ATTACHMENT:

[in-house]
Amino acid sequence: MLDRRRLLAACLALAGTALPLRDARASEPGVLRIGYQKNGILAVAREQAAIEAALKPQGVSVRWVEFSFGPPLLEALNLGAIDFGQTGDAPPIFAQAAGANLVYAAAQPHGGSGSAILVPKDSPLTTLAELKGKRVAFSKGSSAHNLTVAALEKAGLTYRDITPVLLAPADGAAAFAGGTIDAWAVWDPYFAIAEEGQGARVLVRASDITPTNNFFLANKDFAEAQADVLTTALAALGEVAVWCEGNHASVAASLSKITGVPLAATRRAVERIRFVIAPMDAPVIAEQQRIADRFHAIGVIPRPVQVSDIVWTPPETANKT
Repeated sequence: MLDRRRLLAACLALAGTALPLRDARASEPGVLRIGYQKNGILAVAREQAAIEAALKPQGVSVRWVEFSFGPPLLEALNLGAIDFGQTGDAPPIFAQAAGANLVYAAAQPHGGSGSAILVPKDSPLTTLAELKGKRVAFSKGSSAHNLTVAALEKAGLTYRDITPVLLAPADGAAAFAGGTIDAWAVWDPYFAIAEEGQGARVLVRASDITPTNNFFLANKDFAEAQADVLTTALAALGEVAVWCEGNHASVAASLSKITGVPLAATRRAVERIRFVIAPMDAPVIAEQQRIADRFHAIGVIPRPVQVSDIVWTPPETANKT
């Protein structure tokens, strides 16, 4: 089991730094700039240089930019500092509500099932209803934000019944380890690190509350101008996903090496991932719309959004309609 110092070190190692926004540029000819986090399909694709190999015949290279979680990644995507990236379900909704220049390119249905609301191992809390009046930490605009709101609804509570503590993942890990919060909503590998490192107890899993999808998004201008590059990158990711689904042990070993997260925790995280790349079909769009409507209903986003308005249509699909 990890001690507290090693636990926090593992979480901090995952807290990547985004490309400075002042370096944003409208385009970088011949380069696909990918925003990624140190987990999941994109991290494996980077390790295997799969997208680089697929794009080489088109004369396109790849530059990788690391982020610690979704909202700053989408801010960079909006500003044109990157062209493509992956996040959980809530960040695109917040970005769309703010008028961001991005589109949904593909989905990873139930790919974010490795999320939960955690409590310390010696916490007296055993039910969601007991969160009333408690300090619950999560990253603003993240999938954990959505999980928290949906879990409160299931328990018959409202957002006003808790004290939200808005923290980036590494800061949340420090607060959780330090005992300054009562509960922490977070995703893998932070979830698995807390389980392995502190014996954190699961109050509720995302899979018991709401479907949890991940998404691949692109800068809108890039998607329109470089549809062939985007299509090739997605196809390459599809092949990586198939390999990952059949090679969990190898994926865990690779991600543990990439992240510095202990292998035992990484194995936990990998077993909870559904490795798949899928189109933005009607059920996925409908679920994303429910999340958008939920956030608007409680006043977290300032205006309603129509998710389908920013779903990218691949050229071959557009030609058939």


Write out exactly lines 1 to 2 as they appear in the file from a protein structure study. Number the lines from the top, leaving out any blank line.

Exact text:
[in-house]
Amino acid sequence: MLDRRRLLAACLALAGTALPLRDARASEPGVLRIGYQKNGILAVAREQAAIEAALKPQGVSVRWVEFSFGPPLLEALNLGAIDFGQTGDAPPIFAQAAGANLVYAAAQPHGGSGSAILVPKDSPLTTLAELKGKRVAFSKGSSAHNLTVAALEKAGLTYRDITPVLLAPADGAAAFAGGTIDAWAVWDPYFAIAEEGQGARVLVRASDITPTNNFFLANKDFAEAQADVLTTALAALGEVAVWCEGNHASVAASLSKITGVPLAATRRAVERIRFVIAPMDAPVIAEQQRIADRFHAIGVIPRPVQVSDIVWTPPETANKT